Review: Dials Festival, Southsea

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One of the joys of any music festival is coming across bands you never even knew existed until you lucked across them.

One such act at Dials was Dog in the Snow at Little Johnny Russell’s. This Brighton-based duo, with Helen Ganya Brown on vocals and guitar and Eva Bowan on beats and noises, created a beguiling noise that veered from pretty to feedback-drenched noise and back again. They have an EP out at the end of this week – I’ll be checking it out.

With Southsea Fest taking a year off, Dials Festival was put together by local promoters, bloggers and music fans to fill the gap. With 40 acts across five stages in the Albert Road area, there was plenty on offer.

Londoners Wyldest are regular visitors to Portsmouth, and a slickly delivered set of shoegaze-laced dreampop goes down well at the Wedge.

Local pair Rickyfitts showed that on form they can make other rock duos like Royal Blood sound like the Carpenters. Their awesome racket inspires moshing in a packed Edge of the Wedge – and even a spot of crowdsurfing.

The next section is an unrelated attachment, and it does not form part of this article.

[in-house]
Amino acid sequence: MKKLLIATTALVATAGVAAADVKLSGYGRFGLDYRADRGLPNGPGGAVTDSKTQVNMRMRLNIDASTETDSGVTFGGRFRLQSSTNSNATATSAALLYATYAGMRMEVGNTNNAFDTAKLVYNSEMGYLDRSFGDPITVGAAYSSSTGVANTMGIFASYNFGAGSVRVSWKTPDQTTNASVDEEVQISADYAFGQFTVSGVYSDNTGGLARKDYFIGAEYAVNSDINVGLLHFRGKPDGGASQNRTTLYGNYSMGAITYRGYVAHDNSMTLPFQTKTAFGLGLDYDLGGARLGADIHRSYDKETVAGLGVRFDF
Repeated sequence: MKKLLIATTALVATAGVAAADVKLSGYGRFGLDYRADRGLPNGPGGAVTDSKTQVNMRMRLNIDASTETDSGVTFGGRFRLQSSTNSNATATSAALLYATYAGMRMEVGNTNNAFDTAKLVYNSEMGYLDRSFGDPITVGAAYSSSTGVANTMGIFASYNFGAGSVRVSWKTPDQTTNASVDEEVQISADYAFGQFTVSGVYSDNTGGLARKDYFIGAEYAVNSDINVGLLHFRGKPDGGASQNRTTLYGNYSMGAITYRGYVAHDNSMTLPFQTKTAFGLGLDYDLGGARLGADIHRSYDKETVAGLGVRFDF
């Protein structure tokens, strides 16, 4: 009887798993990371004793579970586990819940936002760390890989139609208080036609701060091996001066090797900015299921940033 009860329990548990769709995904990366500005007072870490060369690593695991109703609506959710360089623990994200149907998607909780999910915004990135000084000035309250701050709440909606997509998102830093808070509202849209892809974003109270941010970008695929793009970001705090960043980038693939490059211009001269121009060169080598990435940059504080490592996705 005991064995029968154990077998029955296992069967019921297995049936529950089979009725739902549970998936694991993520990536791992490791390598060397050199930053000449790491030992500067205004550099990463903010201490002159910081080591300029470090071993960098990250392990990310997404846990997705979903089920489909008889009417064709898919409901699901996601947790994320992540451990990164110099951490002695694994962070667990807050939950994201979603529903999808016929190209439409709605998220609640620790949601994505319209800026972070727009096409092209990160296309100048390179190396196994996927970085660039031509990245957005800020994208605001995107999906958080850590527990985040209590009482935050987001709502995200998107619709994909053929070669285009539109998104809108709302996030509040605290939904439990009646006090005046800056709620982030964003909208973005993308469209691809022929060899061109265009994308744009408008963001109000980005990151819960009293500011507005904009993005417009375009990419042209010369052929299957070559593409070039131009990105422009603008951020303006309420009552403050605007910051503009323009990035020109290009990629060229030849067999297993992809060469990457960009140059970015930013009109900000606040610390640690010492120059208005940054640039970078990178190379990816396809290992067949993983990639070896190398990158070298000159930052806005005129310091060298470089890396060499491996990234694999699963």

Following that would be tough, but Brighton’s Black Honey are no pushovers. Fronted by Izzy B Phillips, she can switch from a smile to snarl within a single line. And the rest of the band can rock out with the best of them, with hints of surf-rock amid the feedback, they bring the Edge stage to a sweaty close.

Wedgewood Rooms headliners Hooton Tennis Club deserve a better response than they get from a lacklustre crowd. Their indie-rock draws from the jangle of Teenage Fanclub as well as the fuzzier likes of Pavement and Dinosaur Jr, and is strong on memorable tunes. And the final guitar blowout on set-closer Always Coming Back 2 You is particularly impressive.

Don’t change that dial, and let’s hope that the festival will return.